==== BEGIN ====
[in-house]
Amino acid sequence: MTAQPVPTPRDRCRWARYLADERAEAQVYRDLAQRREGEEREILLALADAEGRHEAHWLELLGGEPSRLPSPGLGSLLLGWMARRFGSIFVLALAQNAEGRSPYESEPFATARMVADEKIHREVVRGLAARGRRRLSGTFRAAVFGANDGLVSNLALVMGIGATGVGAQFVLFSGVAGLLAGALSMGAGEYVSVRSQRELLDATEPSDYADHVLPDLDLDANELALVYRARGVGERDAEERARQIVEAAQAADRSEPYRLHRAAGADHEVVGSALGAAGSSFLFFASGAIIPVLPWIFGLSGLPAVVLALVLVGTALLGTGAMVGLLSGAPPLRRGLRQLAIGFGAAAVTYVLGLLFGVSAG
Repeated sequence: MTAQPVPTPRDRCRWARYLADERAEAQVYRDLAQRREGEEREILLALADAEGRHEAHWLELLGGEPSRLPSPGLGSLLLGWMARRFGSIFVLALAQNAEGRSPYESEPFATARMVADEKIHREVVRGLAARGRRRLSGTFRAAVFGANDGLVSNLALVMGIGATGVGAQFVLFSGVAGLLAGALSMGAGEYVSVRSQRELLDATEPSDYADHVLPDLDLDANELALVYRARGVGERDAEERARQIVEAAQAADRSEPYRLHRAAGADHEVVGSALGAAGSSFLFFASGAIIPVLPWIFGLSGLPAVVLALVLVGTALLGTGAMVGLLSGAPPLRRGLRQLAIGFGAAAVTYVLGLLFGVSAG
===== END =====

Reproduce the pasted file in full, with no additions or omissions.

[in-house]
Amino acid sequence: MTAQPVPTPRDRCRWARYLADERAEAQVYRDLAQRREGEEREILLALADAEGRHEAHWLELLGGEPSRLPSPGLGSLLLGWMARRFGSIFVLALAQNAEGRSPYESEPFATARMVADEKIHREVVRGLAARGRRRLSGTFRAAVFGANDGLVSNLALVMGIGATGVGAQFVLFSGVAGLLAGALSMGAGEYVSVRSQRELLDATEPSDYADHVLPDLDLDANELALVYRARGVGERDAEERARQIVEAAQAADRSEPYRLHRAAGADHEVVGSALGAAGSSFLFFASGAIIPVLPWIFGLSGLPAVVLALVLVGTALLGTGAMVGLLSGAPPLRRGLRQLAIGFGAAAVTYVLGLLFGVSAG
Repeated sequence: MTAQPVPTPRDRCRWARYLADERAEAQVYRDLAQRREGEEREILLALADAEGRHEAHWLELLGGEPSRLPSPGLGSLLLGWMARRFGSIFVLALAQNAEGRSPYESEPFATARMVADEKIHREVVRGLAARGRRRLSGTFRAAVFGANDGLVSNLALVMGIGATGVGAQFVLFSGVAGLLAGALSMGAGEYVSVRSQRELLDATEPSDYADHVLPDLDLDANELALVYRARGVGERDAEERARQIVEAAQAADRSEPYRLHRAAGADHEVVGSALGAAGSSFLFFASGAIIPVLPWIFGLSGLPAVVLALVLVGTALLGTGAMVGLLSGAPPLRRGLRQLAIGFGAAAVTYVLGLLFGVSAG